Woman in the Dunes (Teshigahara, 1964)

Woman in the Dunes (Hiroshi Teshigahara, 1964)

Every shot claustrophobic, Teshigahara has created perhaps the most suffocating horror movie I’ve seen. Layer upon layer of close quarters (the protagonist is imprisoned in a deep sand pit with small dark house living at the bottom) accompanied by extreme closeups of faces, skin, and falling sand, as well as a few shots outside the pit at nighttime in pitch darkness – all shot in a tight 4:3 aspect ratio – never lets the viewer feel any sense of open space. Every single shot works as a visual prison. And the film becomes even more impressive in its creepy psychological examination; the protagonist and the woman living in this prison of a house as game pieces for a group of disturbed villagers’ source of delight. It’s a haunting setup matched equally in unsettling nature by its fascinating ending. (I’m keeping this one spoiler-free but you won’t be able to stop thinking about it.) The film is never scary or even graphic, but the ideas and the way they are presented visually through the lighting and editing make it a truly horrific horror film.  8.75/10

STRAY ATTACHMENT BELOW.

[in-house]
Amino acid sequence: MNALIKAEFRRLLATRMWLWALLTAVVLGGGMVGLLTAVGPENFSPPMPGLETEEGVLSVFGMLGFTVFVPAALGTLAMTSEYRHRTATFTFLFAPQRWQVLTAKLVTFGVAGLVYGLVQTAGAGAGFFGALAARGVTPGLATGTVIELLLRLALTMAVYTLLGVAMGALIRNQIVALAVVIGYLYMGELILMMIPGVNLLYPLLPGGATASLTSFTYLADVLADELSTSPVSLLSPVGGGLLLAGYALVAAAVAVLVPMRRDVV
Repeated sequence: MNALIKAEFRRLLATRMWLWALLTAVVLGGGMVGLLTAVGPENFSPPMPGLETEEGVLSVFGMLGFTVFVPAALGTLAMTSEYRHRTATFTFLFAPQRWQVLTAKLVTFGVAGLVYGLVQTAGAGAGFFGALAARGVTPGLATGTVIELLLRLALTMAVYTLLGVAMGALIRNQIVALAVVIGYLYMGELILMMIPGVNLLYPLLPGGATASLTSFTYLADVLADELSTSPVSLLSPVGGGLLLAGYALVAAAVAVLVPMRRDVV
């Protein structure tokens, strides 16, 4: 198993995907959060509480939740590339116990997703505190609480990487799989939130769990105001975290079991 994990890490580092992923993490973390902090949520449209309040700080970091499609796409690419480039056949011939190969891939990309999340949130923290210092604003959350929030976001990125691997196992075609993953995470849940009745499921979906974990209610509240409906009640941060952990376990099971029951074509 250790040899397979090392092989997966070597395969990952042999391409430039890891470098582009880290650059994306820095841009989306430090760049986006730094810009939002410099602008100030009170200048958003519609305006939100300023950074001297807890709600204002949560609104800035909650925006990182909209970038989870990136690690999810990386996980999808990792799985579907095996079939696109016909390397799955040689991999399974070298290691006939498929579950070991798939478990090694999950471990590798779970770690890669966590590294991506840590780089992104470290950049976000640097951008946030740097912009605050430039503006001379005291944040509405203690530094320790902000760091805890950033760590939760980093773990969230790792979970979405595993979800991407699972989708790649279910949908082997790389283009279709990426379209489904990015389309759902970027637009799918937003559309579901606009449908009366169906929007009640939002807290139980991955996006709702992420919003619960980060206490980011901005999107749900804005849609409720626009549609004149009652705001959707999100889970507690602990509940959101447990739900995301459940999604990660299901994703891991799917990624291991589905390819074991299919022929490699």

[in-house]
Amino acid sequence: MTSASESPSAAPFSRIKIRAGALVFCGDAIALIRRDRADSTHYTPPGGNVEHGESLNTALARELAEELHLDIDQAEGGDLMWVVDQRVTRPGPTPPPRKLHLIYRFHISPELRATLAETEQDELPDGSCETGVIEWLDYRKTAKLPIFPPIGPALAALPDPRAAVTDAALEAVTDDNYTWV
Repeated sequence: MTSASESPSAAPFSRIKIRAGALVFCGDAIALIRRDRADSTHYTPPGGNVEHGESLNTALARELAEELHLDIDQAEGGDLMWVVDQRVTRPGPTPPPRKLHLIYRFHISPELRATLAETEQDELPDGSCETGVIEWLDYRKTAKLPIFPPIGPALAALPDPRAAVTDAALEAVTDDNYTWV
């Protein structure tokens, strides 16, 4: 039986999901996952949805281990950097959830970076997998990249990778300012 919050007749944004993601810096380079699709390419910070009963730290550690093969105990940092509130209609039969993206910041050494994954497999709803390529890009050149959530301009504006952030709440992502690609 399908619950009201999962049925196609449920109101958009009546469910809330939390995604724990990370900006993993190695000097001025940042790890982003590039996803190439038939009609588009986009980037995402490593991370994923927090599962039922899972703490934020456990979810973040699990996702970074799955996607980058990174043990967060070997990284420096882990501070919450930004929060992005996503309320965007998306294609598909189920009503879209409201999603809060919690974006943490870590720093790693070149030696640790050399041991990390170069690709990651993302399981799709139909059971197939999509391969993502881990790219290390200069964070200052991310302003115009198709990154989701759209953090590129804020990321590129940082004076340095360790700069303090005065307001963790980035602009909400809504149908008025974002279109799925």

woman in the dunes

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